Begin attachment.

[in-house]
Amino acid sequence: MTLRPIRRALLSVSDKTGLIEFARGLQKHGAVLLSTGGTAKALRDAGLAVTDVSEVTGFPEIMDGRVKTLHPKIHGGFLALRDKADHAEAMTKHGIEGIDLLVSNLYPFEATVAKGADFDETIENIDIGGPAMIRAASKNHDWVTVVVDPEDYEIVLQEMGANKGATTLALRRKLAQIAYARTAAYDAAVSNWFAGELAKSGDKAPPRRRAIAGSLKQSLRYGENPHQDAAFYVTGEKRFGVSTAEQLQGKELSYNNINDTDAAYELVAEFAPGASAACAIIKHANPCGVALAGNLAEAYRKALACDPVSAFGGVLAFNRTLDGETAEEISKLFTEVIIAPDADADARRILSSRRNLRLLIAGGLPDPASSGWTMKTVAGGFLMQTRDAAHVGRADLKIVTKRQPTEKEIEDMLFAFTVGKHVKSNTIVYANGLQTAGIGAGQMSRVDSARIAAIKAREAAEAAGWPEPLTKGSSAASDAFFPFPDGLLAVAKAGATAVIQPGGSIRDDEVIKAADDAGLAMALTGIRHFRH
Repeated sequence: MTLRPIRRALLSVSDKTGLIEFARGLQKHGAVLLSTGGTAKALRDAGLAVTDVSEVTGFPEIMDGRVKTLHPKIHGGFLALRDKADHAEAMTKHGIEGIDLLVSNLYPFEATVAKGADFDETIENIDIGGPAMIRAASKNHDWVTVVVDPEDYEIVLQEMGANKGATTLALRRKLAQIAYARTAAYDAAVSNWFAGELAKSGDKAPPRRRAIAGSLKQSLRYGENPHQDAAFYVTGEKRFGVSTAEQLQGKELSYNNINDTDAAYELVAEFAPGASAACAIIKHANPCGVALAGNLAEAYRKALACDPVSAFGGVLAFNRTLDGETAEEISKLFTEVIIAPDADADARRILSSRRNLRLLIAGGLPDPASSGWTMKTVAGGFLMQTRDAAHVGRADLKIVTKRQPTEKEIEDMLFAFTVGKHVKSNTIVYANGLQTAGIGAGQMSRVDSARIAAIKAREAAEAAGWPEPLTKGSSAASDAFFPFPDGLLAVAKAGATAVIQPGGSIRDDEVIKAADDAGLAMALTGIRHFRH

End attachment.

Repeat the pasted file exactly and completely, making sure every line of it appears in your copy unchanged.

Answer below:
[in-house]
Amino acid sequence: MTLRPIRRALLSVSDKTGLIEFARGLQKHGAVLLSTGGTAKALRDAGLAVTDVSEVTGFPEIMDGRVKTLHPKIHGGFLALRDKADHAEAMTKHGIEGIDLLVSNLYPFEATVAKGADFDETIENIDIGGPAMIRAASKNHDWVTVVVDPEDYEIVLQEMGANKGATTLALRRKLAQIAYARTAAYDAAVSNWFAGELAKSGDKAPPRRRAIAGSLKQSLRYGENPHQDAAFYVTGEKRFGVSTAEQLQGKELSYNNINDTDAAYELVAEFAPGASAACAIIKHANPCGVALAGNLAEAYRKALACDPVSAFGGVLAFNRTLDGETAEEISKLFTEVIIAPDADADARRILSSRRNLRLLIAGGLPDPASSGWTMKTVAGGFLMQTRDAAHVGRADLKIVTKRQPTEKEIEDMLFAFTVGKHVKSNTIVYANGLQTAGIGAGQMSRVDSARIAAIKAREAAEAAGWPEPLTKGSSAASDAFFPFPDGLLAVAKAGATAVIQPGGSIRDDEVIKAADDAGLAMALTGIRHFRH
Repeated sequence: MTLRPIRRALLSVSDKTGLIEFARGLQKHGAVLLSTGGTAKALRDAGLAVTDVSEVTGFPEIMDGRVKTLHPKIHGGFLALRDKADHAEAMTKHGIEGIDLLVSNLYPFEATVAKGADFDETIENIDIGGPAMIRAASKNHDWVTVVVDPEDYEIVLQEMGANKGATTLALRRKLAQIAYARTAAYDAAVSNWFAGELAKSGDKAPPRRRAIAGSLKQSLRYGENPHQDAAFYVTGEKRFGVSTAEQLQGKELSYNNINDTDAAYELVAEFAPGASAACAIIKHANPCGVALAGNLAEAYRKALACDPVSAFGGVLAFNRTLDGETAEEISKLFTEVIIAPDADADARRILSSRRNLRLLIAGGLPDPASSGWTMKTVAGGFLMQTRDAAHVGRADLKIVTKRQPTEKEIEDMLFAFTVGKHVKSNTIVYANGLQTAGIGAGQMSRVDSARIAAIKAREAAEAAGWPEPLTKGSSAASDAFFPFPDGLLAVAKAGATAVIQPGGSIRDDEVIKAADDAGLAMALTGIRHFRH